Egyptian heavyweights Al Ahly beat Kaizer Chiefs 3-0 in Morocco on Saturday night to become the first side in history to be crowned African champions ten times.
In-form forward Mohamed Sherif scored one and made one as Ahly, following a relatively even opening, took full advantage after Chiefs’ Happy Mashiane was dismissed shortly before the break.
The Cairo side swiftly profited in the second half, first through Mohamed Sherif with a fine chip, then Mohamed ‘Afsha’ Magdy before Amr El Solia cracked home Sherif’s clever backheel.
Ahly’s tally of ten African crowns is now double that of their nearest challengers, with city rivals Zamalek and DR Congo’s TP Mazembe both tied on five apiece.
Al Ahly coach Pitso Mosimane moves on to an impressive three Champions League titles, with the Egyptians defending the trophy they won last year while his initial, and arguably greatest, triumph came with Mamelodi Sundowns in 2016.
One of his more unusual successes, since it came against the very team he supported as a boy, made him only the second Al Ahly coach to conquer Africa two years in a row, after Portugal’s Manuel Jose in 2005 and 2006.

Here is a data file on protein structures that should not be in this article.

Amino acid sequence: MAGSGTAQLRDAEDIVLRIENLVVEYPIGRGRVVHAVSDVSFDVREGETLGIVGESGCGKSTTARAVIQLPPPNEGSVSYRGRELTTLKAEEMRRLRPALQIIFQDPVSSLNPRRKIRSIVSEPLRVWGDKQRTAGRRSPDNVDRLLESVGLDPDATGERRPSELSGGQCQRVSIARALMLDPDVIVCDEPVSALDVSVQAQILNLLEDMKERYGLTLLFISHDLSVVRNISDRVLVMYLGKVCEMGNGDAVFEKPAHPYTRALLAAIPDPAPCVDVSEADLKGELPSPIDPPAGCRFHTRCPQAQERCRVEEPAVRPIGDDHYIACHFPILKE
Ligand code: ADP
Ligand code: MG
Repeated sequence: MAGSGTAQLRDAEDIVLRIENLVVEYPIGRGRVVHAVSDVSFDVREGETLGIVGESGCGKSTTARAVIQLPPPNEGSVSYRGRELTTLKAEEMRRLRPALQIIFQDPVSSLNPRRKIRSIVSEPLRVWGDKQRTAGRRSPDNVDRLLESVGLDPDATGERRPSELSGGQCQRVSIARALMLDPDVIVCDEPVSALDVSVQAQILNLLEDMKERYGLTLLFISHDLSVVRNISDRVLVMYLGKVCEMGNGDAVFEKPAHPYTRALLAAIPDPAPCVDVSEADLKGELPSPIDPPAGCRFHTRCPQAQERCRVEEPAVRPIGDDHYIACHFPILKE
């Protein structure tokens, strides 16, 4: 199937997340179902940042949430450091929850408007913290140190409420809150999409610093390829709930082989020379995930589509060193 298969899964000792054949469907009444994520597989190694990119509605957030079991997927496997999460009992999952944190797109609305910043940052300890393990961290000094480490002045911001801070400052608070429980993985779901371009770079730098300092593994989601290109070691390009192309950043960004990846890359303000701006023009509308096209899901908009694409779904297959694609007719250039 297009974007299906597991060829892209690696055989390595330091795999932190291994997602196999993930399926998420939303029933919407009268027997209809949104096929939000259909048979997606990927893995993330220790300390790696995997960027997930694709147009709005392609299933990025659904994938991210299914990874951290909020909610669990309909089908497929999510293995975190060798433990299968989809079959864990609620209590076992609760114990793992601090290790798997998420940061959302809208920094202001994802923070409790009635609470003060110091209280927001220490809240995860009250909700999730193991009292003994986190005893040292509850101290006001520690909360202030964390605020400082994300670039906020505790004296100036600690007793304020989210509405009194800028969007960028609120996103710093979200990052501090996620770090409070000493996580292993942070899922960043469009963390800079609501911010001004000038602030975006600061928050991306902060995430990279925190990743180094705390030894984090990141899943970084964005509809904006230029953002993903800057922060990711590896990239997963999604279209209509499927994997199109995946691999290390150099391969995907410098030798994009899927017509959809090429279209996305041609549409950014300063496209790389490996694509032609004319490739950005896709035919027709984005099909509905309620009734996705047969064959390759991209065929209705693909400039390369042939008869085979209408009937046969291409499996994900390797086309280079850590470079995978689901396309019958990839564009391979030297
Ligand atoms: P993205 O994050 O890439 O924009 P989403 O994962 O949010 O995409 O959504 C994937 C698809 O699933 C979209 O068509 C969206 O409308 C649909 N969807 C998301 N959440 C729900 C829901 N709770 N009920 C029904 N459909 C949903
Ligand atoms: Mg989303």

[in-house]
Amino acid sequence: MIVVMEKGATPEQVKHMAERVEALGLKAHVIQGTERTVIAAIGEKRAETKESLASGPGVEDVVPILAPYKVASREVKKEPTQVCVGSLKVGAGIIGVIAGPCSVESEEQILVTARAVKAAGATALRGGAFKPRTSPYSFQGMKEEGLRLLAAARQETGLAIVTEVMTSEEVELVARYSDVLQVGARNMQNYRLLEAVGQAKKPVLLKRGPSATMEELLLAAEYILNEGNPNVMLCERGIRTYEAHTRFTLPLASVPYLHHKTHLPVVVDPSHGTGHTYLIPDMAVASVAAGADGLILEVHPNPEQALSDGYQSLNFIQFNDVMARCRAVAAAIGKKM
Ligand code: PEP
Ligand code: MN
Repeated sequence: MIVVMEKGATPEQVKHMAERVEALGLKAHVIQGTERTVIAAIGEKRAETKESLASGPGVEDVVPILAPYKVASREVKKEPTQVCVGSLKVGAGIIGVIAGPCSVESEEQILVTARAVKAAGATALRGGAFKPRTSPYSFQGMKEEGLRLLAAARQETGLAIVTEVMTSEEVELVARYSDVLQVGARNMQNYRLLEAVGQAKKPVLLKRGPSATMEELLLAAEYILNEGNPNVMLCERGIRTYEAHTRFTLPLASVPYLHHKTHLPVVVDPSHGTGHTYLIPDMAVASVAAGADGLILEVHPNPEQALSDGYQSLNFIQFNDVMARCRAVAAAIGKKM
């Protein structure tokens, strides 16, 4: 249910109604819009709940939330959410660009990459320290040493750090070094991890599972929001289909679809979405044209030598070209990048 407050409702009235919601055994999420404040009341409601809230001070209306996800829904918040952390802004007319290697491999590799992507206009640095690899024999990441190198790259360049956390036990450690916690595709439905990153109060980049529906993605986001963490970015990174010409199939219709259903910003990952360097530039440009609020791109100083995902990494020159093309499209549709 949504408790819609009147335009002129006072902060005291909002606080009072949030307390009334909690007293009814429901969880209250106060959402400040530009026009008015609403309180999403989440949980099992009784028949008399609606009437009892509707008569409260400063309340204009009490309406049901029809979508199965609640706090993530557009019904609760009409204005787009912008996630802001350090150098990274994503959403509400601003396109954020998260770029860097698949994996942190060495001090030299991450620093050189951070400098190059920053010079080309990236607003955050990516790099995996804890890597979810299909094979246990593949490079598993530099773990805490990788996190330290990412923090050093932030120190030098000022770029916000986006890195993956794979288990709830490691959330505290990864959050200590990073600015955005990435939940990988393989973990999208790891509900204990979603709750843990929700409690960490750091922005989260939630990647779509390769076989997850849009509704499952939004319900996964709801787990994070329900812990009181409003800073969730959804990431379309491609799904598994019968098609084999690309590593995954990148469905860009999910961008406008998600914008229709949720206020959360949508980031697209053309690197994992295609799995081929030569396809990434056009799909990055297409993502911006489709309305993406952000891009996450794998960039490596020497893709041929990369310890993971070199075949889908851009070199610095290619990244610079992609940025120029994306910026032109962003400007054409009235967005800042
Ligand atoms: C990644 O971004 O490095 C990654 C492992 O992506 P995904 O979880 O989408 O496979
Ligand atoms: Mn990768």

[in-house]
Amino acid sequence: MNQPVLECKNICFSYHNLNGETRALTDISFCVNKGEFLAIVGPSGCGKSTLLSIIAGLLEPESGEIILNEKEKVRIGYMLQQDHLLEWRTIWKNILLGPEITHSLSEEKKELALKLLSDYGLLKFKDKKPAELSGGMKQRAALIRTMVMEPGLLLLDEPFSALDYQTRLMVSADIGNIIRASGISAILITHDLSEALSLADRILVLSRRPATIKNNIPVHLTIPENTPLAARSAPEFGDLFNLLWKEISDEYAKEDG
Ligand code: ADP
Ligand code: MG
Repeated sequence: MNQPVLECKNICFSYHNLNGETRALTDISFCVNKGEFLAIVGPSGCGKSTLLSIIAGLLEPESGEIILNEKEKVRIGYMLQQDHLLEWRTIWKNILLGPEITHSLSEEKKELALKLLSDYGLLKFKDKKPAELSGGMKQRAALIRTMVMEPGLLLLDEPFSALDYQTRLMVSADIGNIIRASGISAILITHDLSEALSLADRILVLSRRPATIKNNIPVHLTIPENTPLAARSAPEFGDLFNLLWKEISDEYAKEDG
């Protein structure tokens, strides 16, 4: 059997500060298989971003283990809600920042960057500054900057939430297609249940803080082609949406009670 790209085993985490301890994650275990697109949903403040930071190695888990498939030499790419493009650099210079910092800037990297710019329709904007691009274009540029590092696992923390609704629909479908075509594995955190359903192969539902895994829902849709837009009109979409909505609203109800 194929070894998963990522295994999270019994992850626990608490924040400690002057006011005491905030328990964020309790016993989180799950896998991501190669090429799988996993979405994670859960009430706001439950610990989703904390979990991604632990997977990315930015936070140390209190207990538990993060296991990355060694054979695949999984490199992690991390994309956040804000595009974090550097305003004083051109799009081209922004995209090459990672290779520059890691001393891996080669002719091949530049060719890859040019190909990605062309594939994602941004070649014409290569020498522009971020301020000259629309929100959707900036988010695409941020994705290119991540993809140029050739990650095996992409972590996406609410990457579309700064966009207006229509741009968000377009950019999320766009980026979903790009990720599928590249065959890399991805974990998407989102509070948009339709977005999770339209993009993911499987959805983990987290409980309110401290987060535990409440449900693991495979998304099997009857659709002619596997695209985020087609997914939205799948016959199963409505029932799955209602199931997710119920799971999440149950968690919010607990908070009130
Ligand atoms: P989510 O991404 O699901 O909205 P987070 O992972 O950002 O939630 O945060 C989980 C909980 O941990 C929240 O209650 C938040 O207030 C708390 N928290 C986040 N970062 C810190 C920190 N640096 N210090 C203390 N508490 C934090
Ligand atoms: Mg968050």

Fittingly given his recent fine form, it was Sherif who made the breakthrough in Casablanca’s Stade Mohamed VI to take his tally to nine in his last eight before the forward helped wrap up the win when teeing up fellow Egypt international El Solia.
The holders came into the game as overwhelming favourites, with their record 14th appearance in the final of African club football’s showpiece event coming against a side making their debut.
Playing with new coach Stuart Baxter taking official charge for the first time, Chiefs were in the tie until Mashiane saw red – so decisively tipping the final towards the most successful club in African history.
Prior to the game, Mosimane had hinted that cutting the supply line from the flanks and set-pieces might stymy Chiefs and so it proved as the South Africans failed to find a way past Ahly goalkeeper Mohamed El Shenawy.
Ahly climb to 22 Africa titles while Chiefs still claim just the one, the now-defunct African Cup Winners’ Cup in 2001, but after finishing eighth in the league, some 31 points behind champions Sundowns, reaching the final was a success in itself.
Al Ahly, meanwhile, roll on and will hope to impress at the Club World Cup in a similar fashion to 2020 when they beat Palmeiras of Brazil and took the game to European champions Bayern Munich in an impressive semi-final defeat.
Prior to that, El Shenawy and five Ahly team-mates have more football to play as they head off to Tokyo ahead of Egypt’s Olympic participation later this month.